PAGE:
The majority of the movie centers on Shriver acclimating to the small-town fame, which typically involves him fending off fans who try to slip him their manuscript. In the process, we’re learning about who the real Shriver is at the same time that Shannon’s Shriver is too. An effective and refreshing element of the story is how tense and vulnerable he continues to be even as he becomes a local, respected celebrity. Instead of seeing this as an opportunity to make some money and really sell this faux identity, he’s incredibly shy and guilty about getting praised for something he didn’t write. The fear and judgment Shriver has for himself occasionally takes the form of a smug, condescending vision of himself that he typically sees when he’s had a few too many drinks. Shriver’s presence is meant to keep the festival afloat when, ironically, he can sometimes only barely stand upright.
A Little White Lie, like Shannon’s Shriver, has a bit of an identity crisis of its own. The opening scene in the English department gives the impression that this would be Kate Hudson’s movie, though it quickly seems to switch lanes and follow Shannon’s lead. Hudson’s determined and professionally frustrated Simone is someone you instantly want to root for and can likely relate to the most. She’s surrounded by a sea of uptight writers who spend more time telling you that they are writers than they do actually writing. Hudson fits this role perfectly, bringing the right amount of charm, drive, and optimism required for a character who is grappling with their reality while also holding onto their dreams. Even though Simone was certainly a pivotal, main character at the start, she still felt like she was underused. Regardless, Hudson shines and reclaimed the movie every time she was on-screen.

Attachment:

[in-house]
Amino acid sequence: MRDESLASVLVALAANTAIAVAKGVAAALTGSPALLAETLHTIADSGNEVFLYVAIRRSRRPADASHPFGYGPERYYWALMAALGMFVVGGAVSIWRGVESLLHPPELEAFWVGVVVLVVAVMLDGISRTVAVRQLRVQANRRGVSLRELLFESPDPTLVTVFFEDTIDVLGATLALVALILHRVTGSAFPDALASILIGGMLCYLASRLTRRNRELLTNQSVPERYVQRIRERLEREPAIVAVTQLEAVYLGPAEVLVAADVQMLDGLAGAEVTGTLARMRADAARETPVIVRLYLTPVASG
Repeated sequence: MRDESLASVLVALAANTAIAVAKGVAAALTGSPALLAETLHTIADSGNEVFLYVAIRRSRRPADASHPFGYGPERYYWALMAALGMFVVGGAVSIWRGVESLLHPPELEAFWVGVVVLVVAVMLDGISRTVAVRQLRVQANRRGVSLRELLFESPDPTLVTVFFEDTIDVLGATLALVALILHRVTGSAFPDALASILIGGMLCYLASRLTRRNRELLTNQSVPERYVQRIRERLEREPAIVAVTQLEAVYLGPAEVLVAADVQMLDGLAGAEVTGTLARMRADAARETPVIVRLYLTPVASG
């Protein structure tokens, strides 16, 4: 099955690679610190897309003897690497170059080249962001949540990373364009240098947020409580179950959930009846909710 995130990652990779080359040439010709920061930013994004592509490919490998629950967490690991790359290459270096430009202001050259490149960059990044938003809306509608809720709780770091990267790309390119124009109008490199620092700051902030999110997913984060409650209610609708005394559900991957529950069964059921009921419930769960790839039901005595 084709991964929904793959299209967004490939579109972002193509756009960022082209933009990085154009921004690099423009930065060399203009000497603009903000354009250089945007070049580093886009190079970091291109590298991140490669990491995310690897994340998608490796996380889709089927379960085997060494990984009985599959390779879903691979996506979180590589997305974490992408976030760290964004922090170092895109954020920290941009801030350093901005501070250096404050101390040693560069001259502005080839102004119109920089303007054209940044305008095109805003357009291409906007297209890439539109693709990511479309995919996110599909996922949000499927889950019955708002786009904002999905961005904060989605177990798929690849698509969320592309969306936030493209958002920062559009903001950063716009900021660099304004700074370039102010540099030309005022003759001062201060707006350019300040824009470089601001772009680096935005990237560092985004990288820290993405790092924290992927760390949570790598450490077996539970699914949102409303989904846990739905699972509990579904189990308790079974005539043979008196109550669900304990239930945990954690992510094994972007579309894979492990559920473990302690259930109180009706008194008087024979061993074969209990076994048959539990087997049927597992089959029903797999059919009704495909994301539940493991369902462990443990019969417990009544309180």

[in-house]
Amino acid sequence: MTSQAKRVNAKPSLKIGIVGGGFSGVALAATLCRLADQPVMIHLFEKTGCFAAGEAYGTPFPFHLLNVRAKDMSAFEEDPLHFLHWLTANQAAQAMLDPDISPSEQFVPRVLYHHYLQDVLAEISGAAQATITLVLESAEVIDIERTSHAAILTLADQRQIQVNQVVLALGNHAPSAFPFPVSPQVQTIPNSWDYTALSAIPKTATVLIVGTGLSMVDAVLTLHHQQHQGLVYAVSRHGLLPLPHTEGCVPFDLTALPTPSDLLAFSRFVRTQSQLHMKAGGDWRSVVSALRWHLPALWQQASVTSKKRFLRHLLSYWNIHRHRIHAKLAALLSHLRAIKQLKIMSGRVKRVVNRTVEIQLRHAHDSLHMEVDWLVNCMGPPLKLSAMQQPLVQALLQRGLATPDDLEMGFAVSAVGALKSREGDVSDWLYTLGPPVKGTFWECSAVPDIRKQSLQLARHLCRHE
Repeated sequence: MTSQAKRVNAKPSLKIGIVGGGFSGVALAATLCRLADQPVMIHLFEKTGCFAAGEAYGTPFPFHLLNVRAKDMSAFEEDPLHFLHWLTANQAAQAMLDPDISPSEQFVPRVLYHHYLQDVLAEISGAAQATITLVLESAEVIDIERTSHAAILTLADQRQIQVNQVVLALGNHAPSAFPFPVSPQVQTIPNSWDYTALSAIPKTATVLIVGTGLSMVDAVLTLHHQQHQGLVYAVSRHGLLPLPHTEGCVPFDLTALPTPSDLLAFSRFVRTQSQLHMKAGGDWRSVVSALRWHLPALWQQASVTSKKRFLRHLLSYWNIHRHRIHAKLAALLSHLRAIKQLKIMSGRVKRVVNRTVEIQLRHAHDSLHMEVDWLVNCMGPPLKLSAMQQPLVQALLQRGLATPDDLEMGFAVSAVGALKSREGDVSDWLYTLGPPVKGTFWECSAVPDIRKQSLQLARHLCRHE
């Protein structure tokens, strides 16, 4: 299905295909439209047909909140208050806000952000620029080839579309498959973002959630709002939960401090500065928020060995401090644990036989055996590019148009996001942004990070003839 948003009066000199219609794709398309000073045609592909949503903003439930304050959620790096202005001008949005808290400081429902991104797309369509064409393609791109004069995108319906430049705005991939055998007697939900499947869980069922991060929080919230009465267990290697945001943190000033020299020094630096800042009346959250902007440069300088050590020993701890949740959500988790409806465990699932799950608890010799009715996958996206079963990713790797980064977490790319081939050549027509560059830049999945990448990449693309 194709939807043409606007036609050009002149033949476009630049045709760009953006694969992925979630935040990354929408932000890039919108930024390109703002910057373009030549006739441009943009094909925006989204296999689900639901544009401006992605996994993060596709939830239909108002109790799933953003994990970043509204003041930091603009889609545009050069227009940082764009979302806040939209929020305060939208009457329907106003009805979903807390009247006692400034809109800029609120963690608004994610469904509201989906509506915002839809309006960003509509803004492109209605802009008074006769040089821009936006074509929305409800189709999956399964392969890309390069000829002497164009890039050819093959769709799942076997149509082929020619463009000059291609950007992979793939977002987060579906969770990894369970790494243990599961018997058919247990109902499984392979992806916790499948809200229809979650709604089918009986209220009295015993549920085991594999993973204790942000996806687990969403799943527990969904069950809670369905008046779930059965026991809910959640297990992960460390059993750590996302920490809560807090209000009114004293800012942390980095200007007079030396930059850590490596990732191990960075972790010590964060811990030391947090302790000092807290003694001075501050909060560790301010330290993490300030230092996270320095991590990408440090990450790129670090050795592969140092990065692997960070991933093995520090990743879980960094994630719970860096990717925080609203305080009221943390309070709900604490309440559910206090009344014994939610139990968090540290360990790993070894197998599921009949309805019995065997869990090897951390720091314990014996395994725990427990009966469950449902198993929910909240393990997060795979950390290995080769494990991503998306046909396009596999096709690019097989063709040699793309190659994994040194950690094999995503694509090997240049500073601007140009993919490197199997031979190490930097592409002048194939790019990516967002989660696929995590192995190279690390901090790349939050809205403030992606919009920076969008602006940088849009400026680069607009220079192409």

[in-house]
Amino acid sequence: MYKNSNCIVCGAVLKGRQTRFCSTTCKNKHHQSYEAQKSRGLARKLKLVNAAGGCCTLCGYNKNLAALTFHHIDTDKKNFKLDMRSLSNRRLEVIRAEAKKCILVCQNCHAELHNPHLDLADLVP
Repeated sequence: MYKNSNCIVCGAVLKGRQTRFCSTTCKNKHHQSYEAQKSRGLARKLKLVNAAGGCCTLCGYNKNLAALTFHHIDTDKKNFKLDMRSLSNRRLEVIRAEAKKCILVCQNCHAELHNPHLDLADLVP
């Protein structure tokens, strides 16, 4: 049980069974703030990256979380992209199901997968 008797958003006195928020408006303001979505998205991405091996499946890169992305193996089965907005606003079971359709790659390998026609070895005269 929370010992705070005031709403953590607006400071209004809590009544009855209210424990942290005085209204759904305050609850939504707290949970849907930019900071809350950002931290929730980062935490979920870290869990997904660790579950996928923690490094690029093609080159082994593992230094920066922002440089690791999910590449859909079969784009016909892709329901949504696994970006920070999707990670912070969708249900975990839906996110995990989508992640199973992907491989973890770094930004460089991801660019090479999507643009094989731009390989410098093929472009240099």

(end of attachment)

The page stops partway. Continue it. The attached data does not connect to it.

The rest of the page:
The plot fumbles slightly in the second half with a murder investigation and the appearance of the supposedly real Shriver (Zach Braff). Those two elements, plus the teased romance and a late-in-the-game reveal, tangle up the previously established storylines a bit. The eclectic cast of characters that were introduced early on helped contribute to the movie’s mostly playful tone. Don Johnson plays the professor and failed writer T. Wasserman who has unearned bravado. He’s the type of person who will throw around some quotes by Lord Byron and Walt Whitman just to remind everyone that he is to be taken seriously. He’s the worst.
Wendie Malick plays wealthy benefactor Dr. Bedrosian who has a sexual appetite exclusively for writers, the more mysterious the better. Small but consistently standout performances were played by Romy Byrne and Only Murders in the Building and The Lost City star Da’Vine Joy Randolph. Byrne’s teacher assistant character Teresa is a cool voice of reason and a go-getter, and Randolph nails the role of an eager fan who quickly gets way too comfortable with a celebrity.
This film tackles a lot of interesting themes. It explores the important journey of self-doubt to self-acceptance and the strange ways we sometimes blindly listen to and accept things celebrities say as gospel because they are, well, celebrities. Despite being a bit tonally uneven, A Little White Lie is a lovable indie dramedy led by the always delightful Michael Shannon and Kate Hudson that is worth bookmarking.
A Little White Lie is now in theaters and on VOD.